Testaccio's culinary renaissance has also produced ancillary spots such as the Volpetti Salumeria, perhaps the best supplied gourmet deli in Rome. No one could begin to enumerate the prosciutto, salami, exotic cured meats and varieties of fresh and seasoned cheeses that are stacked from floor to ceiling — except perhaps Emilio Volpetti, who owns the store with his brother, Claudio. We were barely in the door before Emilio began plying us with shavings of his pecorino and Parmesan cheeses, slices of luscious prosciutto and the scent of the most aromatic white truffles from Alba, selling at more than $3,100 a pound.
Smack in the center of Testaccio is a large covered market. Its stalls deal in greens and vegetables, fruits, cheeses, fish and the full contingent of poultry, lamb, pork and beef. From early morning until 2 p.m. you can hear the fishmongers and the vegetable vendors belting out a description of their goods. People come from all over town to shop at this lively market, considered one of the best in Rome.
Nearby is a wonderful family place called Luna Piena (Full Moon). We had eaten here years ago when few outside the neighborhood knew of it. Now, chef-owner Mauro Frontelli said, most evenings are so crowded, he advises reservations. Sunday dinner, served around 1 p.m., is especially fun — if you like the company of large, noisy Italian families. Among the draws are a delicious antipasto of raw seafood and two specialties of the house: rigatoni alla boscaiola (rigatoni with a mushroom, cream and pea sauce) and farfalle Luna Piena (butterfly pasta with a sauce of tomato, pesto and pine nuts). For us, Luna Piena's version of that Roman favorite, lamb with rosemary, is one of the best in the city.
Moving on, we found Il Cantinone to be a large, elegant trattoria that looks more like a bona fide ristorante, with two spacious rooms, flowers on the tables and a big fire in the wood-burning pizza oven. The menu offers a long list of Roman specialties. Our favorites: pappardelle di cinghiale (wide noodles with wild boar sauce) and fettuccine ai funghi porcini (fettuccine with wild mushrooms).
Our finale was a visit to Checchino dal 1887, the most upscale restaurant in Testaccio, built right into the monte, across from the abandoned Mattatoio. Checchino was founded in 1887, hence its name, and is touted as the inventor of Rome's beloved oxtail stew. The establishment has been in the Mariani family for five generations and is the largest eatery in Testaccio — 95 seats inside, 20 outside. Brothers Elio and Francesco showed us their extensive wine cellar carved out of Monte Testaccio's amphora shards. Upstairs the signature dish is abbacchio alla cacciatora, boned and diced suckling lamb sautéed with anchovies, garlic, oil and vinegar and hot peppers.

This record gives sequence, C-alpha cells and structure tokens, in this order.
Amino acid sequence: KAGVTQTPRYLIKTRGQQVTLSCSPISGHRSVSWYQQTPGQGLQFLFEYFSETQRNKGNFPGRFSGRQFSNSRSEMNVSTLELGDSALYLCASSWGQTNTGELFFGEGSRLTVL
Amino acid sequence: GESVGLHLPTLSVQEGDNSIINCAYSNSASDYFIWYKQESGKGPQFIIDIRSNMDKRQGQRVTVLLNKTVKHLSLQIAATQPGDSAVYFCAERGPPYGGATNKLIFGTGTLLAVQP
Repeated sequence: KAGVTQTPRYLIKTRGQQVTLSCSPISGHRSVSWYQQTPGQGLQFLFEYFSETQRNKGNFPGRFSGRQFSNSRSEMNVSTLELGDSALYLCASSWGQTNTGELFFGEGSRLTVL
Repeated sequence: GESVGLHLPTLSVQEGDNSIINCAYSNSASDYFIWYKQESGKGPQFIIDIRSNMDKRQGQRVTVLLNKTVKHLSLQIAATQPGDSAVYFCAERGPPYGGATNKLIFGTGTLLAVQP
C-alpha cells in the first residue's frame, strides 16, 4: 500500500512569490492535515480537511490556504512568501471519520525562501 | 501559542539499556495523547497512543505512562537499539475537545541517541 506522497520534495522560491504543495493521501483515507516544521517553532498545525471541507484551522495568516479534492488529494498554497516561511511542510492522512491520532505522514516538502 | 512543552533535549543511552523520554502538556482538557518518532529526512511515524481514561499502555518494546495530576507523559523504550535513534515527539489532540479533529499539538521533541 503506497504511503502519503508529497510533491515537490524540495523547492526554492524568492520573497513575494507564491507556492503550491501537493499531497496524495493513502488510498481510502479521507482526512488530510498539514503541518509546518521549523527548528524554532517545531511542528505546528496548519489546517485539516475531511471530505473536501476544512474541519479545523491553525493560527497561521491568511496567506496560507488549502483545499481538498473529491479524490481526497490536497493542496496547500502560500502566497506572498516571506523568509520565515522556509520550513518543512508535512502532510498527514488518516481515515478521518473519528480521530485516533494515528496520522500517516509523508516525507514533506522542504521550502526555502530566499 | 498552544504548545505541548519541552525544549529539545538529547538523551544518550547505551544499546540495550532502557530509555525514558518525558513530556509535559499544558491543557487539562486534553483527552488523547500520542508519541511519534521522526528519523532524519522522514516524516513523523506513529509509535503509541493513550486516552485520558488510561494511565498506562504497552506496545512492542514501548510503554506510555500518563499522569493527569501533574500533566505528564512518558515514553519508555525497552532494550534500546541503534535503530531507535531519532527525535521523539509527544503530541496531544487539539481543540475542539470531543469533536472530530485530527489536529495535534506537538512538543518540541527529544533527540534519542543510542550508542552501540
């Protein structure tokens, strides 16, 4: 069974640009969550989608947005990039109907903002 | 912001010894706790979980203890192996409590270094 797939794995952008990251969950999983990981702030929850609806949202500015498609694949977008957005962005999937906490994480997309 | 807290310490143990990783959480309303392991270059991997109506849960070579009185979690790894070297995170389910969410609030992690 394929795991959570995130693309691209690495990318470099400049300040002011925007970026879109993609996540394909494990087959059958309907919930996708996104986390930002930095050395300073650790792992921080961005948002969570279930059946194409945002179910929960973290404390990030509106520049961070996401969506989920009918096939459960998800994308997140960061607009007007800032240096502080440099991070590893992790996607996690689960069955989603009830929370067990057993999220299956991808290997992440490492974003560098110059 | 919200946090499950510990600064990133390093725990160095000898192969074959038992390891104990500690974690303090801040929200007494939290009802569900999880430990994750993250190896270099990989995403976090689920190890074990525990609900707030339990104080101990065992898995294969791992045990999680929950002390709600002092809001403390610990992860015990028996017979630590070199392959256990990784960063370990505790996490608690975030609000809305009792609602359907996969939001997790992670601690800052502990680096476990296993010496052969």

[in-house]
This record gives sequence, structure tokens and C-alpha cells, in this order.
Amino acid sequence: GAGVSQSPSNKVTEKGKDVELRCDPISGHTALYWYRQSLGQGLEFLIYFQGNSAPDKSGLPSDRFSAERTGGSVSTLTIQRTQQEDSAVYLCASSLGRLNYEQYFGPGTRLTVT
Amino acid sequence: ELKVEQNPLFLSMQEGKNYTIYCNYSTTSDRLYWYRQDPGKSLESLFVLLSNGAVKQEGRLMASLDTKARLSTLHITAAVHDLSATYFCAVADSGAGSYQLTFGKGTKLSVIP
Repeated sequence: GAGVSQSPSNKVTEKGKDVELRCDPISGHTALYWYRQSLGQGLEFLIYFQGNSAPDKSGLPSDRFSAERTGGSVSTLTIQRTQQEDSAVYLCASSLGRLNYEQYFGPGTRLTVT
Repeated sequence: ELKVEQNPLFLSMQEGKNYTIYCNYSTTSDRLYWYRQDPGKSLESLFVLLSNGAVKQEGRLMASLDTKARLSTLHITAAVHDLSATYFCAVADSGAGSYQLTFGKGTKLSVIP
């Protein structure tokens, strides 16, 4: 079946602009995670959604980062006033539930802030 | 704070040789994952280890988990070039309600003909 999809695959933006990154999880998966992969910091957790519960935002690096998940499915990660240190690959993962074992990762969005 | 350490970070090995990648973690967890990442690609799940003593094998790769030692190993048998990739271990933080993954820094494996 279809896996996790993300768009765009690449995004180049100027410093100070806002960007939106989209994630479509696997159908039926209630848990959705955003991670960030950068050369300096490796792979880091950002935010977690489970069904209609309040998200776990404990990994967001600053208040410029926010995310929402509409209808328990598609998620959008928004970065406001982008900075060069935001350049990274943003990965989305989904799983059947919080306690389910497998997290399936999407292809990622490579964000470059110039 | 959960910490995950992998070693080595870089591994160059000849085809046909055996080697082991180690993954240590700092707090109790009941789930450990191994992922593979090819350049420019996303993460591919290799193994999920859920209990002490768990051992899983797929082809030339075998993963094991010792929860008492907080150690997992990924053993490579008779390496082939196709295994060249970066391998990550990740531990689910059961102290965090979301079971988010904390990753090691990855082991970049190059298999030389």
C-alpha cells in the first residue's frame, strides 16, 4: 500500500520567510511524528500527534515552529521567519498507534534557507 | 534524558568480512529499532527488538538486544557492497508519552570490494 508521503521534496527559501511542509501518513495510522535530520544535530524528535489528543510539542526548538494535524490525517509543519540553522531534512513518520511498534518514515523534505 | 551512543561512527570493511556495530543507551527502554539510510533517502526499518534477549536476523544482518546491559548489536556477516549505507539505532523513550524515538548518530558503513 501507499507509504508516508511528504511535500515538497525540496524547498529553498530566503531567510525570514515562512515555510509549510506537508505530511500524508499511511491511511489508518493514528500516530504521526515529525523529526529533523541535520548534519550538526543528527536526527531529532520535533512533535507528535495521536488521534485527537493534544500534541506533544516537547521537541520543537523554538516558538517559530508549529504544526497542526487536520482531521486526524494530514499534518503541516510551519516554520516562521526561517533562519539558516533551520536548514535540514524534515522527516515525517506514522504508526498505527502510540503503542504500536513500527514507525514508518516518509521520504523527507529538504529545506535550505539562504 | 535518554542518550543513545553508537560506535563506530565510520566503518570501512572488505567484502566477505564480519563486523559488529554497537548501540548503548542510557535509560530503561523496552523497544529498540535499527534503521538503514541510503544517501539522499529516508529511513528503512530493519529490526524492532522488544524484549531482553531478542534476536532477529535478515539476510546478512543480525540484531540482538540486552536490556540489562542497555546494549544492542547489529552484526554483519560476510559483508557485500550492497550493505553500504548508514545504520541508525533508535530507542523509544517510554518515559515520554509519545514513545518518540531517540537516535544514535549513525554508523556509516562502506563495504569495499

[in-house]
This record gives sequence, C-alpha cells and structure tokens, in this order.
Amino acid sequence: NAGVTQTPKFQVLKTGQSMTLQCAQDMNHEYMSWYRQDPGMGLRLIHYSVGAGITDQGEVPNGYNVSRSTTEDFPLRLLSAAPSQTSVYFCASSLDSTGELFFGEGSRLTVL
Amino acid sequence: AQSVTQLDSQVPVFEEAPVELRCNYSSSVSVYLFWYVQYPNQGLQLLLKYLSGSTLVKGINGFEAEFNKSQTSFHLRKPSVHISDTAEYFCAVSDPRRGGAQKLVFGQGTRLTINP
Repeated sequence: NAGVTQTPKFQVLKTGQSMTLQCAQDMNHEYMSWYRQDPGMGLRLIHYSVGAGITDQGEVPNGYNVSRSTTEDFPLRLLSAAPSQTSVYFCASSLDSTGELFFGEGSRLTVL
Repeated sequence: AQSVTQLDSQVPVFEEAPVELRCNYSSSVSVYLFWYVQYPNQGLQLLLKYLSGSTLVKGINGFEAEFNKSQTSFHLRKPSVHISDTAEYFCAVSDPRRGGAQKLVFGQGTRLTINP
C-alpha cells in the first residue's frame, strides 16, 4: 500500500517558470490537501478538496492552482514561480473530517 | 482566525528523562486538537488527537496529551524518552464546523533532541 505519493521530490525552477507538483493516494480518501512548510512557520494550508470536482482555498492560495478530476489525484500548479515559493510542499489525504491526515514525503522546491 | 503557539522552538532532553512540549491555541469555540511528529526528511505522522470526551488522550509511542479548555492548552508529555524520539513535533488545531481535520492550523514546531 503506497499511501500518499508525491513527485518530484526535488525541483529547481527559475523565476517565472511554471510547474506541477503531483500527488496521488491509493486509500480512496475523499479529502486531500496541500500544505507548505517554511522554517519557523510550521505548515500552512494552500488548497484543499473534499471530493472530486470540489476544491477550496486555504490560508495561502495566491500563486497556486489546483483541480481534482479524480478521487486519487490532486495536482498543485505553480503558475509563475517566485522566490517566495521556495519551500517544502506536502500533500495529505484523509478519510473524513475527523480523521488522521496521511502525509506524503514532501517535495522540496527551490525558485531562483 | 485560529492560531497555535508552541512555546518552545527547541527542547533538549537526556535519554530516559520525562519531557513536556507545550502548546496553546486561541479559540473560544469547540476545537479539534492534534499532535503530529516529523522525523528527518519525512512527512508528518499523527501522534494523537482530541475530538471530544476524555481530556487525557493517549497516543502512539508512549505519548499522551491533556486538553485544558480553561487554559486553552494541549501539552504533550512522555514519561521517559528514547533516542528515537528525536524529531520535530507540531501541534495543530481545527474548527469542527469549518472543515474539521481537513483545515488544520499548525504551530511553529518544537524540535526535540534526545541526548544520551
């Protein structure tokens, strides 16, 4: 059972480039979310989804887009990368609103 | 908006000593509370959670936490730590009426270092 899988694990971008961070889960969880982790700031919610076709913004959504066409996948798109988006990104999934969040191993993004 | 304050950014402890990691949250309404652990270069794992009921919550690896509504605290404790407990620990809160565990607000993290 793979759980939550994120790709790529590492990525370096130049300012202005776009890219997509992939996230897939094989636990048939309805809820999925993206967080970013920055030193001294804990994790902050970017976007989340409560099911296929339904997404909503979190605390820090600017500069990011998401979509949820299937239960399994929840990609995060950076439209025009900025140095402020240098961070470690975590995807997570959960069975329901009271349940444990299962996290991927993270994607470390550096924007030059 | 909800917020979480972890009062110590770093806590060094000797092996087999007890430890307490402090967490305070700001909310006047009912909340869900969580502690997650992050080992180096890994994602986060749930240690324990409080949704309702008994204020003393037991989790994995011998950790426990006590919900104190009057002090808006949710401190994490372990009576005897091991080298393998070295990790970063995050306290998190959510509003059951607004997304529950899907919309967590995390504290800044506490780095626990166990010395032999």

Even if the fashionable people move toward Garbatella, we are betting that the glow of this area will last. So when in Rome, head for Testaccio.
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Inside Testaccio, the fifth-quarter district
From LAX, connecting service (change of planes) to Rome is available on Air France, British Airways, Continental, Delta, KLM, Lufthansa, Swiss and US Airways. Restricted round-trip fares begin at $485.
To call the numbers below from the U.S., dial 011 (international code), 39 (country code for Italy), 06 (area code) and the local number.
WHERE TO EAT:
Trattoria Perilli, 39 Via Marmorata; 574-2415. Among the best in the neighborhood. Closed Wednesdays. Average check $35-$45, excluding wine.
Agustarello, 98 Via Giovanni Branca; 574-6585. Wonderful spaghetti dishes and excellent desserts. Closed Sundays. Average check $25-$35, excluding wine. No credit cards.
Luna Piena, 15 Via Luca della Robbia; 575-0279. A boisterous place that's popular with families. Lunch Thursdays-Mondays; dinner nightly except Wednesdays. Average check $25-$35, excluding wine.
Il Cantinone, 31 Piazza Testaccio; 574-6253. An elegant space with a long list of Roman specialties. Closed Tuesdays. Average check $30-$40, excluding wine.
Checchino dal 1887, 30 Via di Monte Testaccio; 574-6318, http://www.checchinodal-1887.com . The most upscale of the bunch, run by the same family for five generations. Closed Sundays and Mondays. Average check $50, excluding wine.
Non-restaurant stops include the gourmet deli Volpetti Salumeria, 47 Via Marmorata, 574-2352, http://www.volpetti.com ; and the cafeteria-pizzeria Volpetti Più, 8 Via Alessandro Volta, 574-4306.
FOR MORE INFORMATION:
Italian Tourist Board, (310) 820-1898, http://www.italiantourism.com .
— Gwen Romagnoli
Gwen Romagnoli spent years in Italy and now lives in Watertown, Mass., with her husband, Franco, whose most recent book is "A Thousand Bells at Noon: A Roman Reveals the Secrets and Pleasures of His Native City."